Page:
Today, we see something similar taking place, with the ATS functioning as the HCM in this metaphor. Even as a feeder system for the HCM, the ATS also became a big file cabinet used for storage, compliance, approval processes and sending information to other systems. Having evolved so far, the ATS is now table stakes, with TA professionals already considering different ways to use recruiting technologies.
Compound this with a keen understanding that you can’t manage talent if you don’t have the right people in these roles; a growing appreciation for “engagement” and “experiences” as critical to securing and developing a workforce that meets business needs; significant advancements around artificial intelligence, machine learning, data and analytics that decrease the cost of buying and deploying these technologies; and record low unemployment rates. All of this leads to the perfect storm, where progress and interest in TA tech dances around the ATS, though ultimately, it remains central to the recruiting workflow. The net effect, but unintended consequence, is that the talent acquisition ecosystem is fractured, leaving customers with the pain of dealing with an overwhelming number of choices and systems that don’t interoperate.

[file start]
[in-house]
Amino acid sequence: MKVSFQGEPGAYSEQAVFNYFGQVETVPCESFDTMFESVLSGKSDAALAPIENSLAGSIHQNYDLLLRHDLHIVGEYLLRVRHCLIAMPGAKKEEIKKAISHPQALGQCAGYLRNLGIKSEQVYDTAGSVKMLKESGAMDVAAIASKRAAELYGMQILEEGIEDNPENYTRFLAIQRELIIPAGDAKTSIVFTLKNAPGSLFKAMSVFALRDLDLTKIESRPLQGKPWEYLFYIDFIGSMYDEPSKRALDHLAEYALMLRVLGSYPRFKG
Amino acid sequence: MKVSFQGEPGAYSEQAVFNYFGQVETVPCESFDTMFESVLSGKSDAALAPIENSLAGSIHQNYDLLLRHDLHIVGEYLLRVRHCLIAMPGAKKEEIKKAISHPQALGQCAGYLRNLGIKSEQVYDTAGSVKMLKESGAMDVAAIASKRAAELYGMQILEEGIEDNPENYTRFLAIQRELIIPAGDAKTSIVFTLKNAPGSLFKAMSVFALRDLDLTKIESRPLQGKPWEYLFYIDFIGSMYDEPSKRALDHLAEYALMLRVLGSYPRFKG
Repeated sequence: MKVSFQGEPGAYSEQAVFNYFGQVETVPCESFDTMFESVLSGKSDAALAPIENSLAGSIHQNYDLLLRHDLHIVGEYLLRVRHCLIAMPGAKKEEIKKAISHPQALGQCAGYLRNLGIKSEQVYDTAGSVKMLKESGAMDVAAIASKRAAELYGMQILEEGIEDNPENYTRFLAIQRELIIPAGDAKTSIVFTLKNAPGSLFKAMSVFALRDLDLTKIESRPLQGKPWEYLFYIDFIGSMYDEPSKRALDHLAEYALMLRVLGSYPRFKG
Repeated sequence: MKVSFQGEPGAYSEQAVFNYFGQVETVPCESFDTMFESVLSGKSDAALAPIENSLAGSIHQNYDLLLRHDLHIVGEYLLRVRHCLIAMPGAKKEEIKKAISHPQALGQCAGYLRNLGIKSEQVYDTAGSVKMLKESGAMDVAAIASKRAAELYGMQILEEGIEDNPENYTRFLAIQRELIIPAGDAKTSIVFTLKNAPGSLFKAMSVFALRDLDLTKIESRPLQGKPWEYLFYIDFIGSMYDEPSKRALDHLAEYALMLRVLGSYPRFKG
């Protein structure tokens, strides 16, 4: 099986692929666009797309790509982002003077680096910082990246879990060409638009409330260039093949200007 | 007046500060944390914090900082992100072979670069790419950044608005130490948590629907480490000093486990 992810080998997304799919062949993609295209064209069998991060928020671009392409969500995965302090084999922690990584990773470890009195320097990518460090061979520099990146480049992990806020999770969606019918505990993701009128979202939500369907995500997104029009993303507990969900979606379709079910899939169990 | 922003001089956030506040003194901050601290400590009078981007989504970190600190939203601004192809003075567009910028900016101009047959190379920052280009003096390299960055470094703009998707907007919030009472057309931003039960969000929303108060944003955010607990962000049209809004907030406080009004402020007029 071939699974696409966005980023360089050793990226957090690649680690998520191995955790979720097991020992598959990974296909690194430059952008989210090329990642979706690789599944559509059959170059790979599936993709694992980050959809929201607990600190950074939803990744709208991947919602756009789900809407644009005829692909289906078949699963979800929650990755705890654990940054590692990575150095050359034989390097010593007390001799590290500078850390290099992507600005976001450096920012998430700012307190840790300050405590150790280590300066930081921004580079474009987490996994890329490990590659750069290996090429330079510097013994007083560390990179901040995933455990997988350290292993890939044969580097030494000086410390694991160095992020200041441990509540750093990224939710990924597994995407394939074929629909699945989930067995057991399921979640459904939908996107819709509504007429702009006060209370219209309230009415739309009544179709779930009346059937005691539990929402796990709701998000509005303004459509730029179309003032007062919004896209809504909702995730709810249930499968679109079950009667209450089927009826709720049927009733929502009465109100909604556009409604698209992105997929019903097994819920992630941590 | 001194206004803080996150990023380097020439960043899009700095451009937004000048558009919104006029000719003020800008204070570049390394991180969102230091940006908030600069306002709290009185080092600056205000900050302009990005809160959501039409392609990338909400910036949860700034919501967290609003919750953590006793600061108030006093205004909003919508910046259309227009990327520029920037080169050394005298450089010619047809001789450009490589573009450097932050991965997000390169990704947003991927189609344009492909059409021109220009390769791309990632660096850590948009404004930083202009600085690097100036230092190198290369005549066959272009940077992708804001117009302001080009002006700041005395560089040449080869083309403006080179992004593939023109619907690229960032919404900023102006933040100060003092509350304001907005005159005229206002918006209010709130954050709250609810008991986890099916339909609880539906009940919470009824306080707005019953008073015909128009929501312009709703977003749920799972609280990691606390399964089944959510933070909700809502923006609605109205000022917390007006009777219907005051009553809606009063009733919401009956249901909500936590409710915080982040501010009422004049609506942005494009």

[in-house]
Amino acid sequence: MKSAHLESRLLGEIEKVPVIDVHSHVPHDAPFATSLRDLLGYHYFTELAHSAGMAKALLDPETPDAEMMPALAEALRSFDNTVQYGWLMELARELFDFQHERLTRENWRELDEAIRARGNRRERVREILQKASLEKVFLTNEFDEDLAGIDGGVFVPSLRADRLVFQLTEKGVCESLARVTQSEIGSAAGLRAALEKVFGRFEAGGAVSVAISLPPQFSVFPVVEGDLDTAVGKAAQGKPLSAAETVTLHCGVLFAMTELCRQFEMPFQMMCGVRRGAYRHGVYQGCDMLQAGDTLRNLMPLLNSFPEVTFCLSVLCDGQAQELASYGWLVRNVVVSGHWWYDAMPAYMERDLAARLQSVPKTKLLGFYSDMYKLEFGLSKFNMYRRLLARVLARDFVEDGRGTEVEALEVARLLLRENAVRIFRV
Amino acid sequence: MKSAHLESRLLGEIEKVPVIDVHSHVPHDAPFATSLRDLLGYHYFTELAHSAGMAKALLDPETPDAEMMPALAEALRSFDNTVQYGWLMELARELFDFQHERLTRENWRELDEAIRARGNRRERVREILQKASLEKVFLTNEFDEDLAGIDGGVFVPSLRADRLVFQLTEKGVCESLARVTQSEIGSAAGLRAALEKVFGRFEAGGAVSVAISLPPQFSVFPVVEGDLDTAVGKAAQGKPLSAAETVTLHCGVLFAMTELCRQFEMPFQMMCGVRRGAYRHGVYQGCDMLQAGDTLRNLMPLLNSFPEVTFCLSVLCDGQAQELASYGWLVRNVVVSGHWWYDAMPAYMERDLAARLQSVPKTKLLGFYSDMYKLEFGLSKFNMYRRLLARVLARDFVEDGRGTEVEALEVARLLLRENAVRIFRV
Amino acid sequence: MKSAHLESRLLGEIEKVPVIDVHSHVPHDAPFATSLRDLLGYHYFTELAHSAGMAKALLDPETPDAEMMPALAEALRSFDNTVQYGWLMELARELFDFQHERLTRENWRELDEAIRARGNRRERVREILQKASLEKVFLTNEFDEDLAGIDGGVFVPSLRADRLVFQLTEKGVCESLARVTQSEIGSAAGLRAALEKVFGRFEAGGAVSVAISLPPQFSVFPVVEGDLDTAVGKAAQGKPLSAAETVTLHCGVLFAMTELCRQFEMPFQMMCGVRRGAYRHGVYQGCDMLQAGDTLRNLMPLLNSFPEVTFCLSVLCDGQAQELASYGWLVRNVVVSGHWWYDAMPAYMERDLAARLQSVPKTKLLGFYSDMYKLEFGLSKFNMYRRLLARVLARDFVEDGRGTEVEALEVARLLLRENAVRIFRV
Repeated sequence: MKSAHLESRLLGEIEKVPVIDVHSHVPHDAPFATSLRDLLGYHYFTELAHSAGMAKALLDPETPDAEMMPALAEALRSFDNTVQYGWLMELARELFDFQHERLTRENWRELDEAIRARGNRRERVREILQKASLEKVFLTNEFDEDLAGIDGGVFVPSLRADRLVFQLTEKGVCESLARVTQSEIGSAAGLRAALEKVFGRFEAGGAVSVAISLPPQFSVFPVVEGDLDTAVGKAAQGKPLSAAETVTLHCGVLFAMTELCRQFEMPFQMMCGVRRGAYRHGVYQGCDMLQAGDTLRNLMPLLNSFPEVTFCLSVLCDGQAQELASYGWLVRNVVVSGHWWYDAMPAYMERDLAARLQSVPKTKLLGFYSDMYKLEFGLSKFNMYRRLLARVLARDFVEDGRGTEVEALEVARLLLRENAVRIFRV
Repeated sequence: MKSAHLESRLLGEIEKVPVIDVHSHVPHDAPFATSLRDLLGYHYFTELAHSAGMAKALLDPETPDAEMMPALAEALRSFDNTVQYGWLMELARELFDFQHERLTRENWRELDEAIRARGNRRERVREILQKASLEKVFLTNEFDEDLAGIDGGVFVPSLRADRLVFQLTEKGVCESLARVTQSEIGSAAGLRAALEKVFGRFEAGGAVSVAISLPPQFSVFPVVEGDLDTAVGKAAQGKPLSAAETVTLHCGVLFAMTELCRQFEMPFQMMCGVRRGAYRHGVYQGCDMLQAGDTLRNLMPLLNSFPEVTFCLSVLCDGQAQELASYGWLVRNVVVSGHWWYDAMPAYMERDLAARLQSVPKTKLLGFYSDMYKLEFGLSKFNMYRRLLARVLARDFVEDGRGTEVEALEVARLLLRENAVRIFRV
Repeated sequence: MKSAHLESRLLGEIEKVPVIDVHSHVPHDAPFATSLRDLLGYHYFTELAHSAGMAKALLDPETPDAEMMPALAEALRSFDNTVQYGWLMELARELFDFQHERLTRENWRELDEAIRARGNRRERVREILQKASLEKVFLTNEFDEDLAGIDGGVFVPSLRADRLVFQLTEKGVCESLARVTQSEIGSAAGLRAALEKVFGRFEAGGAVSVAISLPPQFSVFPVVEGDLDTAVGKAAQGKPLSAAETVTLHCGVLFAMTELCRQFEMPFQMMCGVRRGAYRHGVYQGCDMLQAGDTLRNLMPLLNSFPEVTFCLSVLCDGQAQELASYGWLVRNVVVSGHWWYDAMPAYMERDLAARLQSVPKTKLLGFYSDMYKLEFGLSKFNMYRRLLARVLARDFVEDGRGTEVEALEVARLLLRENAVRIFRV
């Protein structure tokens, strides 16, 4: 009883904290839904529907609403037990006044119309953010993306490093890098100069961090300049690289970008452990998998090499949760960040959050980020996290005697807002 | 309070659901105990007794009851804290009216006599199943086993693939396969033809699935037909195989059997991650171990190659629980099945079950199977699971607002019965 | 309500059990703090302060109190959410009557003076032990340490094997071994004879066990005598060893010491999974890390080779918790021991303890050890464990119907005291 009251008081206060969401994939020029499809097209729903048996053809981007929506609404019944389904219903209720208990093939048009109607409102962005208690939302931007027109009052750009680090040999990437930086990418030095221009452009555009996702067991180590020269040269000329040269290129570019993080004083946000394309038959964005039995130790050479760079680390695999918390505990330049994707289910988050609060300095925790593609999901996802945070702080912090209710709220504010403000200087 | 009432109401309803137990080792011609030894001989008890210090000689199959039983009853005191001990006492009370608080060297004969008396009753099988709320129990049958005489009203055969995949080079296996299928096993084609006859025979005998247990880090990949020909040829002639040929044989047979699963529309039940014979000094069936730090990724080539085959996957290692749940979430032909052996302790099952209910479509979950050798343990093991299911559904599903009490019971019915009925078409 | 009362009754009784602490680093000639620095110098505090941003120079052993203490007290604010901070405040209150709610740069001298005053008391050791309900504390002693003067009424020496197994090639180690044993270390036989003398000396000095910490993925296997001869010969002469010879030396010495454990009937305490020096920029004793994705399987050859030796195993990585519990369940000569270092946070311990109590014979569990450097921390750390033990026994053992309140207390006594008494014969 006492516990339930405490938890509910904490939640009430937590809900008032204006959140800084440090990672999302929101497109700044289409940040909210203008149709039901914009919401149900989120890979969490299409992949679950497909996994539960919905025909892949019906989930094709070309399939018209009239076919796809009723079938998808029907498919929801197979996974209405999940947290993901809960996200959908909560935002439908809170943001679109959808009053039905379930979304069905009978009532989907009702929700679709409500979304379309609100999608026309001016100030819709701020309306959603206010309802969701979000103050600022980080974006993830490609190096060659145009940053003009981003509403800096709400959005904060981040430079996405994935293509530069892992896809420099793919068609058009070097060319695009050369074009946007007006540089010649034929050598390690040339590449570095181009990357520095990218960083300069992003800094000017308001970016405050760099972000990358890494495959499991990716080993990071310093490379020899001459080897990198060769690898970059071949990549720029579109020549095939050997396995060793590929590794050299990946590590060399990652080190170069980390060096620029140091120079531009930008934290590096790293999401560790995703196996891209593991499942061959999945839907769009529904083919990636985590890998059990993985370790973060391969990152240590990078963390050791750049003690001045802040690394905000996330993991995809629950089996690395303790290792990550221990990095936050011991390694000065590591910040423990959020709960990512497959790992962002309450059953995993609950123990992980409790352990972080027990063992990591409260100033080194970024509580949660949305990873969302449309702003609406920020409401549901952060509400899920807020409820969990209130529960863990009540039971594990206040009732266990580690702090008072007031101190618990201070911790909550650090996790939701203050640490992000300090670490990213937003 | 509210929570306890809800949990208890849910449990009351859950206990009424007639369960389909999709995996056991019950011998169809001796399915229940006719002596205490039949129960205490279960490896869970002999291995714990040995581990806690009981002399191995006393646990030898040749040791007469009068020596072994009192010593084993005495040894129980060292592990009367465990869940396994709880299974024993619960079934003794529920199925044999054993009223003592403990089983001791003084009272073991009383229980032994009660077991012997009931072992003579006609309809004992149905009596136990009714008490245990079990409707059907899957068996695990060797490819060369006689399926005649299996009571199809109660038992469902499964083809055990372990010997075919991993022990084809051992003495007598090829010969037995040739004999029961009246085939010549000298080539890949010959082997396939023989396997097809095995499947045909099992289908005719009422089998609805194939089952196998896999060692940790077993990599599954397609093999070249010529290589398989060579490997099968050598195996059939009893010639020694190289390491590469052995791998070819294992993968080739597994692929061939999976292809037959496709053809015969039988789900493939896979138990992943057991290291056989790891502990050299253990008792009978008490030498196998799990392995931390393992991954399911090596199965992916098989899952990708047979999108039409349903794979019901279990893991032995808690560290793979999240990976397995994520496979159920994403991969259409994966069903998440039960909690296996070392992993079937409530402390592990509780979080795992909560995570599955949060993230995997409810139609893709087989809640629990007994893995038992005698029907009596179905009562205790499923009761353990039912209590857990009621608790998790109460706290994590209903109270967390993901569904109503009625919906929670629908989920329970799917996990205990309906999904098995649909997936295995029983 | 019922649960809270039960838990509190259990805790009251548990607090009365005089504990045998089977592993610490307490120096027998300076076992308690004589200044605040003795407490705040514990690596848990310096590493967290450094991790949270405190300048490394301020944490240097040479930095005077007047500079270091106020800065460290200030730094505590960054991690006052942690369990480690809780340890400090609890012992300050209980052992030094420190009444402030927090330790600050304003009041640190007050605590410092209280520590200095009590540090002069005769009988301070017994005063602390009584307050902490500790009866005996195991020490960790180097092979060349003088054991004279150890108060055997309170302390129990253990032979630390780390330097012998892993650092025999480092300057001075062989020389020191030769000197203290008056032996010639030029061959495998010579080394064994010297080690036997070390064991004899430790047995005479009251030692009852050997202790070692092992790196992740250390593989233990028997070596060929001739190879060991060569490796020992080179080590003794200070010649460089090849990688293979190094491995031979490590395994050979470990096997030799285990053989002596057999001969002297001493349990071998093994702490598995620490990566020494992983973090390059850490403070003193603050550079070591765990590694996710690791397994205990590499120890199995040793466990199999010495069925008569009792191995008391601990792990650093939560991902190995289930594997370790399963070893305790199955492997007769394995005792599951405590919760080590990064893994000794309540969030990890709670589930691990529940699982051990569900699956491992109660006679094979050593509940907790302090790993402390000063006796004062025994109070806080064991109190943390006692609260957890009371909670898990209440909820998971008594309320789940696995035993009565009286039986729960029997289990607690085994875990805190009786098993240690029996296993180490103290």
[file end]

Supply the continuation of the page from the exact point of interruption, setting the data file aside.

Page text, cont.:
Ironically, while each of these point solutions may demonstrate gains when used in a vacuum, if melded together into a business process, the outcome is a tech stack of systems that don’t play well together and in turn, decrease productivity.